Tuesday, 15 March 2016

Improving outcomes – and not just for students

As the Principal of a college which spans four distinct campuses, stretching across a large portion of Kent's coastline, improving the outcomes for our thousands of learners is our business.

But in order to do that, and to really ensure the College's students get the highest quality education I need each and every staff member to also be working hard. We recently celebrated our annual Star Awards, which showcases the diligence of our staff, highlighting individuals who have consistently gone above and beyond in order to better our students. It is what we all do, consistently, because it is what we are all passionate about. So it really hurts me to see that recent statements from the University and College Union (UCU) are branding college leaders like myself, as people who have failed to back their staff, or lobby to ensure the best outcomes for them.

Our staff are our stars
So let me tell you a quick tale about a job interview I recently held. When the candidate asked me what scope there was to develop their career, I was proud to have an answer which promoted my personal and professional belief that staff - or human capital in business-speak - are our greatest resource. ‎Telling that interviewee – who eventually became a member of staff with us – that we would back him, and invest in his development sums up what East Kent College, and many other colleges across the country are all about. Namely improving people, whether they be staff, or student.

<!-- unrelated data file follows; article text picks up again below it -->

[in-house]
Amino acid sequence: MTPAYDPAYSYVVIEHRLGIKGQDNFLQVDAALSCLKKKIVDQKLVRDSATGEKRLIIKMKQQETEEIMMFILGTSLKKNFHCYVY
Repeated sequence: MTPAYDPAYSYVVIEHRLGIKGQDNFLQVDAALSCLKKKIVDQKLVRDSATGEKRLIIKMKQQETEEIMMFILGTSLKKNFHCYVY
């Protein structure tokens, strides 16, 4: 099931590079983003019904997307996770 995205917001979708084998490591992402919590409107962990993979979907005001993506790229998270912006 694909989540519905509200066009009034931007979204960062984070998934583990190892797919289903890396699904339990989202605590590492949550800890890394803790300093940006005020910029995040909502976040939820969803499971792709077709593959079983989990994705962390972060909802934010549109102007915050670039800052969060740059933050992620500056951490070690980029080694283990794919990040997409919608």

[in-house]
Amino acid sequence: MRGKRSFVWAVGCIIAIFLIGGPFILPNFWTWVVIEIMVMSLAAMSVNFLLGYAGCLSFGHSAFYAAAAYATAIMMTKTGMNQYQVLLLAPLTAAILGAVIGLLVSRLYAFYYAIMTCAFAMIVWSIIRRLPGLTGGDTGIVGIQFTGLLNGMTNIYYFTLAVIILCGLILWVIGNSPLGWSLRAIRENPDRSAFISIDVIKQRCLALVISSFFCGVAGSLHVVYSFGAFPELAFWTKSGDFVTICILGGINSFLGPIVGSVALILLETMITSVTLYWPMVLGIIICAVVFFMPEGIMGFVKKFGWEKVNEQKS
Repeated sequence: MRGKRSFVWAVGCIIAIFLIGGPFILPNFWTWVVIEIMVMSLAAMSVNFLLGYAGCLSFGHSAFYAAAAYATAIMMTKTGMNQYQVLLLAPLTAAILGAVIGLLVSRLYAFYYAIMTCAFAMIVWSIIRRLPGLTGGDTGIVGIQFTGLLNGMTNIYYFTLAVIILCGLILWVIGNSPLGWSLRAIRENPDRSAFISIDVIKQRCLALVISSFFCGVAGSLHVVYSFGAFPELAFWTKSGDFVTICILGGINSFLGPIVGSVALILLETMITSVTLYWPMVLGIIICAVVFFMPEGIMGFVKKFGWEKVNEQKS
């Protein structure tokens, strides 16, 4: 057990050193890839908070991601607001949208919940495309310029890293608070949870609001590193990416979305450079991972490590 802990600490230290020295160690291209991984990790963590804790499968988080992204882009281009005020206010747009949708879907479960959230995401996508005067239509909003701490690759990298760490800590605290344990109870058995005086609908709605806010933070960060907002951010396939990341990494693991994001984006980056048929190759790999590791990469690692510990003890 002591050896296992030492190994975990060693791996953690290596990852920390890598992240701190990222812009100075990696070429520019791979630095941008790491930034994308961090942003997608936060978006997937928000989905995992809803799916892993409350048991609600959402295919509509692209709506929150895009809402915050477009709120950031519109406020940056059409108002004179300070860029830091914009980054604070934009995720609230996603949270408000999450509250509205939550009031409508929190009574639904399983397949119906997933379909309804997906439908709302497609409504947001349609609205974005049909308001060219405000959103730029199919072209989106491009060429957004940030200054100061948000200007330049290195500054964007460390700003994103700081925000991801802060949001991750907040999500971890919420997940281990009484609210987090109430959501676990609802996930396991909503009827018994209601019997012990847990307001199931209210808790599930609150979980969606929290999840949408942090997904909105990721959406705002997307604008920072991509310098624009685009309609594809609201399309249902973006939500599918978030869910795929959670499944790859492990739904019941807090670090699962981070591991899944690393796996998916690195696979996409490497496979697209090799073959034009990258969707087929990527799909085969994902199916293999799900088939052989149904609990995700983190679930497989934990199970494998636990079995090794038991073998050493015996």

After all, it is the collective staff passion which creates the environment that enables our students to succeed, and while I have a guiding hand on the tiller, it wouldn't be possible without their hard work and dedication. In return, I dedicate myself to ensuring our staff have the best possible outcomes, whether that is through workplace training opportunities or being a considerate and flexible employer.

Now, with all that I have said so far allow me repeat a point which is key; my personal belief is that our staff are our greatest asset.

I'm committed to always fighting for the best possible outcome for the College's staff members
With that in mind, understand that I will always fight for the best possible outcome for staff, and will lobby and work tirelessly to ensure they are well looked after. The dedication I give to their cause is matched by the dedication they give to our learners.

So perhaps before other off-the-cuff statements about college leaders being unwilling to fight for their staff are made, those who make the comments should visit colleges up and down the land, meeting with principals like myself, staff members who are joining, and those who have been part of our colleges for some time. We are, after all, all on the same side and with the same fundamental goal; to get the best possible outcome for FE, for our students, for our communities and for our staff. I hope that everyone keeps that in mind.